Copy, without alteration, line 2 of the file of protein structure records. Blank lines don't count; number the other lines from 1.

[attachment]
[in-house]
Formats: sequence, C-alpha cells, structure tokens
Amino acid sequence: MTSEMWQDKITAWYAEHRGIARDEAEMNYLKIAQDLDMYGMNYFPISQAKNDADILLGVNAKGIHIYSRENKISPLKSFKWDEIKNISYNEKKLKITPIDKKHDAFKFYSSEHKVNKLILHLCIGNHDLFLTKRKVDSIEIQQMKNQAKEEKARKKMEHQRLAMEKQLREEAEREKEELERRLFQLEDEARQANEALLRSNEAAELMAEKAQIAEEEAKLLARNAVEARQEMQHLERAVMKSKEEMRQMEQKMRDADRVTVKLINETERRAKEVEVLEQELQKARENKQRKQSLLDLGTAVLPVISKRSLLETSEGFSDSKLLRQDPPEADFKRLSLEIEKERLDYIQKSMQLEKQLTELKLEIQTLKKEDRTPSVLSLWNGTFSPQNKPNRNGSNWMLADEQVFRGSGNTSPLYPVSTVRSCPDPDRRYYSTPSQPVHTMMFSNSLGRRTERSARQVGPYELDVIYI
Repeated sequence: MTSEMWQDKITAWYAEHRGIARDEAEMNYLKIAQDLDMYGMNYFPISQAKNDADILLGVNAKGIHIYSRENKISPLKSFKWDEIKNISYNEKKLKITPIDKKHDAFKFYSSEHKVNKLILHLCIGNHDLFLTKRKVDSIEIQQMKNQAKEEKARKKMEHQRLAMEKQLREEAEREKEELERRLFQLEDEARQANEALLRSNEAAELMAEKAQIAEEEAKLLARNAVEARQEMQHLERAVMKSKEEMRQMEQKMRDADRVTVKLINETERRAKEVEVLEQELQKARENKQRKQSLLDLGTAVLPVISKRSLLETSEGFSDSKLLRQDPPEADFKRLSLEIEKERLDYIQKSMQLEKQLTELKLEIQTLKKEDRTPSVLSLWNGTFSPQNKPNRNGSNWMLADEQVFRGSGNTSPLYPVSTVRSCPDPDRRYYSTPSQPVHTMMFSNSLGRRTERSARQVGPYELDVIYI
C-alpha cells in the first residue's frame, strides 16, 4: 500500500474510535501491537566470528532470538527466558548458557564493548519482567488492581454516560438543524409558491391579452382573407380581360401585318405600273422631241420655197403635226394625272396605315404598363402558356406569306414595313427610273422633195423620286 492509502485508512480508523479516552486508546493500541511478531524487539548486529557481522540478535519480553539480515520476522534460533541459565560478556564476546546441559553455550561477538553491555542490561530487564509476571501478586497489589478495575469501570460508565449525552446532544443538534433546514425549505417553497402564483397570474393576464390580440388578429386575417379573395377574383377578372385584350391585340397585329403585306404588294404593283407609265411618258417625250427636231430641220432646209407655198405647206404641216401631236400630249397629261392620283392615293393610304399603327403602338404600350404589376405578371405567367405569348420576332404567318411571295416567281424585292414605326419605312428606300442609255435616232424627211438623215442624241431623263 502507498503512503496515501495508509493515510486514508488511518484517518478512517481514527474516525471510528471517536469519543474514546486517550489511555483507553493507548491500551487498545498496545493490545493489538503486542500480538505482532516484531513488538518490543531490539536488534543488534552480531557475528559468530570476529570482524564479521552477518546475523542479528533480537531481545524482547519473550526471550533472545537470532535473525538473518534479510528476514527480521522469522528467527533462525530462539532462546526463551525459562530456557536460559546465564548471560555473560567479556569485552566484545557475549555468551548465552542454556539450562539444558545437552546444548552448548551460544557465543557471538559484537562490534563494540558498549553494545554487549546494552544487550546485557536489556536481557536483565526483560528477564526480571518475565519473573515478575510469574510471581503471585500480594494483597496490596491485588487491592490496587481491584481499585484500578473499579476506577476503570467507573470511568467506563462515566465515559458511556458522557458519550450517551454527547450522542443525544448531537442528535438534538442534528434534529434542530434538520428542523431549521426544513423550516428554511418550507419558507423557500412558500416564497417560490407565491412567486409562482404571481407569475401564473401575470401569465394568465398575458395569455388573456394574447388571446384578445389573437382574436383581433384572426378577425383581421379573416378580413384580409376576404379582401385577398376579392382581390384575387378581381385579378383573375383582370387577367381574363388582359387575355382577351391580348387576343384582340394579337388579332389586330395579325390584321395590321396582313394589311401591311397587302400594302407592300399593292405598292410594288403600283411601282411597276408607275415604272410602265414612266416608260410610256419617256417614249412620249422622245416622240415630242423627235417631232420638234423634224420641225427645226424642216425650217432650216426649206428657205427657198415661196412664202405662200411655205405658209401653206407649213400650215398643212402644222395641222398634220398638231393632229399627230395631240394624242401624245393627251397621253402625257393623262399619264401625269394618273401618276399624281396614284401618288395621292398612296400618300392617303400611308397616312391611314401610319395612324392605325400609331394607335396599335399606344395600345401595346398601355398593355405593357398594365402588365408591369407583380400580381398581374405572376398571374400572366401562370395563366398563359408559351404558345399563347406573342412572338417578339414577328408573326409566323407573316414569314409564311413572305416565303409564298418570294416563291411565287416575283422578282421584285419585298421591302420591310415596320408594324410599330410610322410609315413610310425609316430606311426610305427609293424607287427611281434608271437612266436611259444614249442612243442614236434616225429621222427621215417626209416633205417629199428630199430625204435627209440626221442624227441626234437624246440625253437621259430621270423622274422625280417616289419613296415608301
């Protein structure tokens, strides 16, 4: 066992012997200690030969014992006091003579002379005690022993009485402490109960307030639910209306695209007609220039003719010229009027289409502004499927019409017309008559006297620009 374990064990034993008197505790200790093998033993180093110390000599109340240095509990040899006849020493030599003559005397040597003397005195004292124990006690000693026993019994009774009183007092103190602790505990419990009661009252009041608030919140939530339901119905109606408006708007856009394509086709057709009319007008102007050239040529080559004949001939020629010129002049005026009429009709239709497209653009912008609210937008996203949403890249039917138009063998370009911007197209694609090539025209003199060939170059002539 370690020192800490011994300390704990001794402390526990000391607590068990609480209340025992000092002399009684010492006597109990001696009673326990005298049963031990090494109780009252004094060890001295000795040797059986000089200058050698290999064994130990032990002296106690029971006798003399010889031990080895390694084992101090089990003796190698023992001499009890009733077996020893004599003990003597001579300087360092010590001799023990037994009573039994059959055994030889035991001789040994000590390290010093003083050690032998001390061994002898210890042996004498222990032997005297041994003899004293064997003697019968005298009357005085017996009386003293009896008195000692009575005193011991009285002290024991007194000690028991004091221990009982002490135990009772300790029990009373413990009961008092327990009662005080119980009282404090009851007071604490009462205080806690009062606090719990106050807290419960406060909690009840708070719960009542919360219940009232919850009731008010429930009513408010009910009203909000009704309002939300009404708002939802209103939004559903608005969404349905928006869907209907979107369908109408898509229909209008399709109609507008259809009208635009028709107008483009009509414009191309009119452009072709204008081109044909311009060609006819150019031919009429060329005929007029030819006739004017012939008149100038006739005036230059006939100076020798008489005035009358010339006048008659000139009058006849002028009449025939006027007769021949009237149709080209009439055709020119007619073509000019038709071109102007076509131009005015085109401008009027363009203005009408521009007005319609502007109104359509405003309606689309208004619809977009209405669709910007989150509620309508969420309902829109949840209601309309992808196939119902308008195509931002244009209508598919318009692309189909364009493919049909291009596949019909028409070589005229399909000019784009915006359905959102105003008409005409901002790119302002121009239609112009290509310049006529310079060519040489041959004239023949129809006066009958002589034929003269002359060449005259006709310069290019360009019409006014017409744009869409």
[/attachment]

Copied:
Formats: sequence, C-alpha cells, structure tokens